COVID, the virus that has changed the world we live in without boundaries. The virus that has brought the world to a standstill, travelling and the related industries such as hotels and restaurants to their knees, and we cannot omit the workers in these industries.
The virus did not only negatively hit the touristic sector, but also the surrounding companies and industries, as the correlation between companies are impressive. It is quite simple, without consumption the retailer will not sell its products, factories will not receive new orders, removing the need to order raw materials and so the end result is less availability and higher pricing.
The logistics chain was hit from every corner as the transport of raw materials to factories is reduced significantly vis-a-vis the final products shipped and available to the end consumer. It is simply said, however it is a very complicated matter when you start dissecting and cross-examining the issues and difficulties.
We cannot fail to mention Malta’s maritime sector which received a hard blow. Services offered to incoming vessels were not possible any further due to health requirements and regulations. The impact was devastating for all the industries concerned by such services.
Our island’s strategic position makes it well-placed for ships transiting through the Sicily – Malta straight thus enabling Maltese companies to offer ad hoc services to passing by vessels.
On the other hand, we see shipping lines operating within their maximum capacity, vessels waiting for days at call ports to discharge and load hundreds if not thousands of TEUS full of precious cargo. All these delays are resulting in less TEUS available for the shipper. The lack of equipment is a worldwide problem and on the increase.
We are seeing the high lack of equipment in various countries, such as Turkey which is a low import country, however a huge exporter. The imbalance is clear and has been ongoing for years, however, now it has hit the point where it is very difficult to reserve a unit for our esteemed clientele, attributed to such lack of boxes.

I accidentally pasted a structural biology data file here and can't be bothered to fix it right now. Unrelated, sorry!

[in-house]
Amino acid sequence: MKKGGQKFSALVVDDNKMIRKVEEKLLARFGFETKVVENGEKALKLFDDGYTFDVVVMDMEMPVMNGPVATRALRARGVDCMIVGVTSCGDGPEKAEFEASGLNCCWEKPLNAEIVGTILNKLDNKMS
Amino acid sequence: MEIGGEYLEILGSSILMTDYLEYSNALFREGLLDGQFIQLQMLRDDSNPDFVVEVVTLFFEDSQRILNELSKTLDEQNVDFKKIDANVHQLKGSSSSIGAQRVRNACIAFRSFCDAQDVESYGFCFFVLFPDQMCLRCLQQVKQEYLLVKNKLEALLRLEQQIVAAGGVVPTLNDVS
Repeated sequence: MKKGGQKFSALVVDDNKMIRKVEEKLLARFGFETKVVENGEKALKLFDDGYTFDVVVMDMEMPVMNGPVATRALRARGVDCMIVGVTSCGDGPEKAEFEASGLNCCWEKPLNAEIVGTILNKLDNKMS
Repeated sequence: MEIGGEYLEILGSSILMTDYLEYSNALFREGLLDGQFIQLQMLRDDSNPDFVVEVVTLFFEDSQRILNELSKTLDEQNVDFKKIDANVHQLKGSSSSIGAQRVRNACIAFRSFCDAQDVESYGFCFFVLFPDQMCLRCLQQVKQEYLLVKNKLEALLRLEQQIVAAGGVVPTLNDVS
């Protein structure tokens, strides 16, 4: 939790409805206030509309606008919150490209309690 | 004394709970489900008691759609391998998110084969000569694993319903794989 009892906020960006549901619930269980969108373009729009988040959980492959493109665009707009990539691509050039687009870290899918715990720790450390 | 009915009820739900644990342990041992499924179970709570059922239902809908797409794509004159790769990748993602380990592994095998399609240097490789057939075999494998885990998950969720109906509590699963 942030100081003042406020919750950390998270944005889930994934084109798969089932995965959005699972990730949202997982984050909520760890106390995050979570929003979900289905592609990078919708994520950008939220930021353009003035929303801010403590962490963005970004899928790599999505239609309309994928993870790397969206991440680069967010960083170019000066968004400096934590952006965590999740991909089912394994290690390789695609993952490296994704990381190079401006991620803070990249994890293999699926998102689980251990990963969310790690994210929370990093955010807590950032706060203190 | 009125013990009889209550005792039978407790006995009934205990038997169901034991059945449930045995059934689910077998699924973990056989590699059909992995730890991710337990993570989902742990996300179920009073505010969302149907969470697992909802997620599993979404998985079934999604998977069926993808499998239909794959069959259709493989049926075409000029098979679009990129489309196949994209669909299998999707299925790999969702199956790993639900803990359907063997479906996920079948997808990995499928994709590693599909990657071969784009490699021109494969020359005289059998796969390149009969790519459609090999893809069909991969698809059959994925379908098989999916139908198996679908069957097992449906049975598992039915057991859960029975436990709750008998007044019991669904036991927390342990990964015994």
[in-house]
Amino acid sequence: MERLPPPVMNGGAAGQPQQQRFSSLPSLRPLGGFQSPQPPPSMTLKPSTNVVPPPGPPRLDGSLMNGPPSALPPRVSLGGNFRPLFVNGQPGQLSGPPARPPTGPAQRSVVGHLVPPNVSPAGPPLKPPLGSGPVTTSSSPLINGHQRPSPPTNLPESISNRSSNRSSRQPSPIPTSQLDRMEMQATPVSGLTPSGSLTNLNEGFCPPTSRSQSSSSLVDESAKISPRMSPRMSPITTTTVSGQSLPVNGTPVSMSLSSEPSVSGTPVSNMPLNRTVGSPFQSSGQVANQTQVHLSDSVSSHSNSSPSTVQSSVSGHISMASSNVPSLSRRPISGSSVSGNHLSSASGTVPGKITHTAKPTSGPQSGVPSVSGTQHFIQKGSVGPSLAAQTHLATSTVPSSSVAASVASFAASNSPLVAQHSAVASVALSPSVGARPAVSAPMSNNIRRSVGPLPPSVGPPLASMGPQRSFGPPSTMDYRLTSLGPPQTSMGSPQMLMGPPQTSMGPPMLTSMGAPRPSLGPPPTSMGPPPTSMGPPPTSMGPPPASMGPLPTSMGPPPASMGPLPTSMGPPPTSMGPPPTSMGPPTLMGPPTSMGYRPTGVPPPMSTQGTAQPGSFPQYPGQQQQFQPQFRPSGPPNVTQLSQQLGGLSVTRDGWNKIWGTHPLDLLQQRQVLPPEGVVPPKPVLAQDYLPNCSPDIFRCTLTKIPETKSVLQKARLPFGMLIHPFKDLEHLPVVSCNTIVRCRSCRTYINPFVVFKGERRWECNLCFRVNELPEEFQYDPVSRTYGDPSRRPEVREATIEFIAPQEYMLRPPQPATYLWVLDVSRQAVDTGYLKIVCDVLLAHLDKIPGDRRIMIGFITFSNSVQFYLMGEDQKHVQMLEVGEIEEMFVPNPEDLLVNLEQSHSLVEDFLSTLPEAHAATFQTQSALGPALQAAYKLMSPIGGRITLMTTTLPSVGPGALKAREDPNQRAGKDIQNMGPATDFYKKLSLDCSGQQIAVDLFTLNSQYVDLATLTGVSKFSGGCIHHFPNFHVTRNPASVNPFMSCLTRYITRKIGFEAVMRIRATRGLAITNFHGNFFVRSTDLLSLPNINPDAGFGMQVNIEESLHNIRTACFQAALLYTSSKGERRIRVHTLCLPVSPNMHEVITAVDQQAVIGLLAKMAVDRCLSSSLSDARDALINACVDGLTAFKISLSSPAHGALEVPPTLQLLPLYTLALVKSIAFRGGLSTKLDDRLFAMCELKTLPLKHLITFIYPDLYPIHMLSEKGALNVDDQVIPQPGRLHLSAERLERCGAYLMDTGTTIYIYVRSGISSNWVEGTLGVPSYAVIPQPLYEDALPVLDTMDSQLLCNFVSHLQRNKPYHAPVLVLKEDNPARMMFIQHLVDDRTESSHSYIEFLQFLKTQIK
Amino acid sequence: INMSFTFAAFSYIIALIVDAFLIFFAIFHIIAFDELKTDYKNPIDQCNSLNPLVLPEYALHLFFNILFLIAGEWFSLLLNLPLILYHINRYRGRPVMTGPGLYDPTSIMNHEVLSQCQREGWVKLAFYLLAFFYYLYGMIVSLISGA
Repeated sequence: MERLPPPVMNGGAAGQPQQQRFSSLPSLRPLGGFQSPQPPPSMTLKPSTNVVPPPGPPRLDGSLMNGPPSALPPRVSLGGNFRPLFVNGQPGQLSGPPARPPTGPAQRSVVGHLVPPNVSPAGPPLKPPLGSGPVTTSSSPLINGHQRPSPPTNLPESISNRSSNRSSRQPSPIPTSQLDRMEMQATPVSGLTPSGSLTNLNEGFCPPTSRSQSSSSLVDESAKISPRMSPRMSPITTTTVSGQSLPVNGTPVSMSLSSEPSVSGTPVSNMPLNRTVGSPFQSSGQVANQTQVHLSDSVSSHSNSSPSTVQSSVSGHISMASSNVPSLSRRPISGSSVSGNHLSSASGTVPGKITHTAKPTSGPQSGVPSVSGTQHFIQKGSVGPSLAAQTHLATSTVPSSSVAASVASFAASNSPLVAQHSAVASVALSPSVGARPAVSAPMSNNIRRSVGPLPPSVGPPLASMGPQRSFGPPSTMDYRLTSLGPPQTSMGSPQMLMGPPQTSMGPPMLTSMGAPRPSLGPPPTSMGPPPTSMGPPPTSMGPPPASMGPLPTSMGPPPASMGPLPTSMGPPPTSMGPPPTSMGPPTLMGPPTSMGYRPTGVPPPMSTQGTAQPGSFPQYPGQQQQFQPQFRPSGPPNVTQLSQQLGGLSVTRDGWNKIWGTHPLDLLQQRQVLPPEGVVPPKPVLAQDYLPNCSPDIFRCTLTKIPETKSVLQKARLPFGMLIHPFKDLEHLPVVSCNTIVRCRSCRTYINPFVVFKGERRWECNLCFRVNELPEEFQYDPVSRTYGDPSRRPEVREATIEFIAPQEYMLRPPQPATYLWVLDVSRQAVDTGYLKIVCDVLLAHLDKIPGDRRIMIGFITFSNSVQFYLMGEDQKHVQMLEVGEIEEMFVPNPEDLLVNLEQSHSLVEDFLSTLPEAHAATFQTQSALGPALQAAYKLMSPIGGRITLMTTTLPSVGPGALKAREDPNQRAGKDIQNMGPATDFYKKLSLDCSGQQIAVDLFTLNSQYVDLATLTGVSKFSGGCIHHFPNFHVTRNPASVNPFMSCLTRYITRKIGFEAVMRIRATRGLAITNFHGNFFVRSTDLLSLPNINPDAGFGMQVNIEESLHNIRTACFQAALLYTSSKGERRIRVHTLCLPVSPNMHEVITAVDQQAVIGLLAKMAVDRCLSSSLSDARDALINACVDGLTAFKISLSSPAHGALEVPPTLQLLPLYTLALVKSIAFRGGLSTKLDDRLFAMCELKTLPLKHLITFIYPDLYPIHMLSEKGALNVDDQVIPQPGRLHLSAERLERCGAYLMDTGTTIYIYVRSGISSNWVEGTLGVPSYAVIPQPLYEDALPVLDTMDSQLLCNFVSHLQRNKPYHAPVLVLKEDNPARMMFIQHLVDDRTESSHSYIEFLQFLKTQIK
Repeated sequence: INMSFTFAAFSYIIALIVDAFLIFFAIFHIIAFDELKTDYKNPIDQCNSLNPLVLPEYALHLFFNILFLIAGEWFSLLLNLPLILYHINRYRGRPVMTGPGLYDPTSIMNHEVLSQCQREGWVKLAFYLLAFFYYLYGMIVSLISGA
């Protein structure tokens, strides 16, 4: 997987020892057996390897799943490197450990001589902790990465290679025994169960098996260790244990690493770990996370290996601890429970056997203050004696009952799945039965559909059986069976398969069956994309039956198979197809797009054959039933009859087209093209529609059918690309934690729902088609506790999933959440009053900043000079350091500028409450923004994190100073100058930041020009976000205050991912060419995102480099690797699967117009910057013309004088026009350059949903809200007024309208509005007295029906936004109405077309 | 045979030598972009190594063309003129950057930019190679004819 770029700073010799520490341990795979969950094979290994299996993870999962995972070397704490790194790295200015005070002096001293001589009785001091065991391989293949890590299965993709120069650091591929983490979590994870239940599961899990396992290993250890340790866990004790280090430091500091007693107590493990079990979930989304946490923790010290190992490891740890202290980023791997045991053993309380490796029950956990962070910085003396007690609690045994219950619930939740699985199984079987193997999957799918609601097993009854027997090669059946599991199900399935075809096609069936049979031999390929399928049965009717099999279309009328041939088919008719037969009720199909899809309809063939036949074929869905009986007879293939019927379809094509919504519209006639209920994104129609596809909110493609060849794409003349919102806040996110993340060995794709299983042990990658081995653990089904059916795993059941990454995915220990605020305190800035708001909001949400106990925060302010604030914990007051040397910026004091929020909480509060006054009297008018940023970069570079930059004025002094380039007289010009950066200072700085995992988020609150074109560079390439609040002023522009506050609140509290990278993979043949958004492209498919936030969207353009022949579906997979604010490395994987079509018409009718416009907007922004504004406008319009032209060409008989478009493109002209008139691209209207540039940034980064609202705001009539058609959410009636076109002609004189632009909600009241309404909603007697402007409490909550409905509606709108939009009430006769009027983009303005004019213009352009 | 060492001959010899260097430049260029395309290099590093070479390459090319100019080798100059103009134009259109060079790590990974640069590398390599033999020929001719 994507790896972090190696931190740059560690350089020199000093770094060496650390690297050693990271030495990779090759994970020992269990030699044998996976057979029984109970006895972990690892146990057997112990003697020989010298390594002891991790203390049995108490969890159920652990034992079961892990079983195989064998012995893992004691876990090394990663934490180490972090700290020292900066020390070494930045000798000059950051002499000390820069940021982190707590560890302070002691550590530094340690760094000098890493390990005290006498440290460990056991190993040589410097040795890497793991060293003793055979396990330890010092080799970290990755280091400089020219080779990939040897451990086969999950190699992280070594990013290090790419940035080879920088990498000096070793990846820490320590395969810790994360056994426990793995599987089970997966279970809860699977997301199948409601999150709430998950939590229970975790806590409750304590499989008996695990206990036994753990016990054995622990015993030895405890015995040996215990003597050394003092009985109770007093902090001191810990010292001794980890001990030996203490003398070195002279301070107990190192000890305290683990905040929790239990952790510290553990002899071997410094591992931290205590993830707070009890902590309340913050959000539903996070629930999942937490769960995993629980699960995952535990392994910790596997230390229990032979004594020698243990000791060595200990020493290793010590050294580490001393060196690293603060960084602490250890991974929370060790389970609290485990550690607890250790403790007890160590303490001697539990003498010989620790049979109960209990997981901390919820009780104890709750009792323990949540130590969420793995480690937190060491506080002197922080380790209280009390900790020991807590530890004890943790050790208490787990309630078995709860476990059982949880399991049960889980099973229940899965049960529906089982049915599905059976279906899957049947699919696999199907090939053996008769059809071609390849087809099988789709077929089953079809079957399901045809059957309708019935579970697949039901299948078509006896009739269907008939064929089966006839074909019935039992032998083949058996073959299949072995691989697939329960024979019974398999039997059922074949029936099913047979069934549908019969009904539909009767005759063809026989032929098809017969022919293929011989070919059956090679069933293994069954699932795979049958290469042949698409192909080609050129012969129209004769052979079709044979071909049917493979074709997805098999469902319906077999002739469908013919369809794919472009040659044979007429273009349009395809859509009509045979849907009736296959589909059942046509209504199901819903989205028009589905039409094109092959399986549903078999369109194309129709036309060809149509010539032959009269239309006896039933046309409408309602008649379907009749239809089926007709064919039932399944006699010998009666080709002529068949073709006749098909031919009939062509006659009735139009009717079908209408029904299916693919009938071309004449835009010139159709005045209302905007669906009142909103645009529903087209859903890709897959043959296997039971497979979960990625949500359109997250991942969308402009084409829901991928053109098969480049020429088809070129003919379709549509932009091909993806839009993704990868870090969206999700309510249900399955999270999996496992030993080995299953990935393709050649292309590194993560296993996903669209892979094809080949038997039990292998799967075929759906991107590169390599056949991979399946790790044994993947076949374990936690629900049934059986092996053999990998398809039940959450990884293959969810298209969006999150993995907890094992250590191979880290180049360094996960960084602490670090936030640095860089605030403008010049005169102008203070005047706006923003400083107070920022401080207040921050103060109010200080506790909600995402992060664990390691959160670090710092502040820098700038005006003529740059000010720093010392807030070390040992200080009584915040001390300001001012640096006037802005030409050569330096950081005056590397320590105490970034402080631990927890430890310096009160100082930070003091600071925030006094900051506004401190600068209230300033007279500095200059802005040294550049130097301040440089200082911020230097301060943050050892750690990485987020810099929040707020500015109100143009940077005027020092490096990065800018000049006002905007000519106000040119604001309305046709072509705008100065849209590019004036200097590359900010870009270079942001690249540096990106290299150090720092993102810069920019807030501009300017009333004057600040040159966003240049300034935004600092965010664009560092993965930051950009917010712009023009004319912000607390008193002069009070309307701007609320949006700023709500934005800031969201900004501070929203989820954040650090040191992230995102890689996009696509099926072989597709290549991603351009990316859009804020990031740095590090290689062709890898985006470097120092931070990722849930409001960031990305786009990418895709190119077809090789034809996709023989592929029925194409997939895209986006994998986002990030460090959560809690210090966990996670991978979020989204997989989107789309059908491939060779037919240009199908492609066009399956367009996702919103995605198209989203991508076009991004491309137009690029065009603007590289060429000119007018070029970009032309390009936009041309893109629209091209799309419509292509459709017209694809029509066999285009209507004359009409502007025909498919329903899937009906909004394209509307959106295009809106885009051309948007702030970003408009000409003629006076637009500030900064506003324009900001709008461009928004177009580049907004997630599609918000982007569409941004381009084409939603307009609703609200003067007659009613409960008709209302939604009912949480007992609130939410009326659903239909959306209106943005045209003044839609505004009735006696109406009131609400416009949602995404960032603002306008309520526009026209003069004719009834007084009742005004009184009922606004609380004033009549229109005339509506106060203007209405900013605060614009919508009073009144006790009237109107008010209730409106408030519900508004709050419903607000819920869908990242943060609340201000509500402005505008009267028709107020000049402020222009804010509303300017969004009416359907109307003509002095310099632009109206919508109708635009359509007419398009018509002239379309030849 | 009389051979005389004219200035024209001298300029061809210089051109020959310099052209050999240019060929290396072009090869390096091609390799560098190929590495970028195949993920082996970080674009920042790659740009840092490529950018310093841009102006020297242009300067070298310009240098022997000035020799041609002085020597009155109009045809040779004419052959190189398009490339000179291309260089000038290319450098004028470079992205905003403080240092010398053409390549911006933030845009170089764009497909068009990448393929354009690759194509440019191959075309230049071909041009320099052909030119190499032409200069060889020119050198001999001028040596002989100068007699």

We cannot omit countries such as China and India, to name a few of the biggest exporters of any manufactured goods in the world. The lack of equipment is resulting in a swift escalation of demand and where there is demand for a product or service this will generally signify that the rates will automatically escalate. It is a demand-driven market. Such rates have increased to the extent where buyers of products are reluctant to pay. Why? Because such pricing of the products being imported will inflate the cost that it would not be economically viable to purchase, ship and sell to the end-user.
These are all adversities that Freight Forwarders are facing day in day out. Clients’ demands are ever-increasing and price satisfaction is hard to obtain. The role of the freight forwarder such as Global Freight Solutions Ltd (GFS) is to do all the shopping around by asking it’s foreign agents for the rates and also through the shipping lines directly, or operators, in order to ensure that the client’s price satisfaction and service relation is fulfilled to the maximum.
The freight forwarder’s role is to save the client’s time by performing market research, offer the right options, alternatives and be available to discuss new opportunities with his clientele.
The role of the forwarder is to help his clientele focus on his modo d’ operandi, by offering a one-stop shop where it is handled professionally from supplier’s warehouse/factory /depot up to delivery to his/her warehouse through continuation and sustainability according to their tailor-made requirements.
In a major investment, BMIT will be acquiring a network of cellular towers from GO plc across Malta